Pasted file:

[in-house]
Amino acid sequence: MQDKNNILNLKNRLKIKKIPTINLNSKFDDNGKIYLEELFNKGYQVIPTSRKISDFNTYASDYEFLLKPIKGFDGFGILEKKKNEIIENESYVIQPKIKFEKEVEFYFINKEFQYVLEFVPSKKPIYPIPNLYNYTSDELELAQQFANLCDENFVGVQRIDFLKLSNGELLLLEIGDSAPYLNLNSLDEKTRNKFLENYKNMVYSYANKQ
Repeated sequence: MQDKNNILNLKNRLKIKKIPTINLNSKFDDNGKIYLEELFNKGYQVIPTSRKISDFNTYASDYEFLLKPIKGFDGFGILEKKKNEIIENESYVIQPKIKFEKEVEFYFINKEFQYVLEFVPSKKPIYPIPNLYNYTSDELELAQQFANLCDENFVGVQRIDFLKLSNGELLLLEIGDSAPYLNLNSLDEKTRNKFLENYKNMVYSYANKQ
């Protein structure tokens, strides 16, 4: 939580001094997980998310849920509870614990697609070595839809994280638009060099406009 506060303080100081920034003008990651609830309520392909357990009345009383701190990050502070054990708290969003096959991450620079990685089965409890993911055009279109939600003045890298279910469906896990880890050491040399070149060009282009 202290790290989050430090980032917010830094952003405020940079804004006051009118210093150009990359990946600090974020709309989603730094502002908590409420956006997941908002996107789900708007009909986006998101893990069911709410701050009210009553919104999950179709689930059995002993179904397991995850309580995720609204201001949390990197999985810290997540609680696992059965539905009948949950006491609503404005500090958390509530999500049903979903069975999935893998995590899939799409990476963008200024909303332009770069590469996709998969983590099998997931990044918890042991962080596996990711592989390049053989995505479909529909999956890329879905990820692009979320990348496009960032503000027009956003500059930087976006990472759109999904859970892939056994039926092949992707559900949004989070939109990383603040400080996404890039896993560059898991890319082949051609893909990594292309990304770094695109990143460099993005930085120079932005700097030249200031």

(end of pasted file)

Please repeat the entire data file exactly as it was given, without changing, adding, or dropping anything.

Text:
[in-house]
Amino acid sequence: MQDKNNILNLKNRLKIKKIPTINLNSKFDDNGKIYLEELFNKGYQVIPTSRKISDFNTYASDYEFLLKPIKGFDGFGILEKKKNEIIENESYVIQPKIKFEKEVEFYFINKEFQYVLEFVPSKKPIYPIPNLYNYTSDELELAQQFANLCDENFVGVQRIDFLKLSNGELLLLEIGDSAPYLNLNSLDEKTRNKFLENYKNMVYSYANKQ
Repeated sequence: MQDKNNILNLKNRLKIKKIPTINLNSKFDDNGKIYLEELFNKGYQVIPTSRKISDFNTYASDYEFLLKPIKGFDGFGILEKKKNEIIENESYVIQPKIKFEKEVEFYFINKEFQYVLEFVPSKKPIYPIPNLYNYTSDELELAQQFANLCDENFVGVQRIDFLKLSNGELLLLEIGDSAPYLNLNSLDEKTRNKFLENYKNMVYSYANKQ
């Protein structure tokens, strides 16, 4: 939580001094997980998310849920509870614990697609070595839809994280638009060099406009 506060303080100081920034003008990651609830309520392909357990009345009383701190990050502070054990708290969003096959991450620079990685089965409890993911055009279109939600003045890298279910469906896990880890050491040399070149060009282009 202290790290989050430090980032917010830094952003405020940079804004006051009118210093150009990359990946600090974020709309989603730094502002908590409420956006997941908002996107789900708007009909986006998101893990069911709410701050009210009553919104999950179709689930059995002993179904397991995850309580995720609204201001949390990197999985810290997540609680696992059965539905009948949950006491609503404005500090958390509530999500049903979903069975999935893998995590899939799409990476963008200024909303332009770069590469996709998969983590099998997931990044918890042991962080596996990711592989390049053989995505479909529909999956890329879905990820692009979320990348496009960032503000027009956003500059930087976006990472759109999904859970892939056994039926092949992707559900949004989070939109990383603040400080996404890039896993560059898991890319082949051609893909990594292309990304770094695109990143460099993005930085120079932005700097030249200031």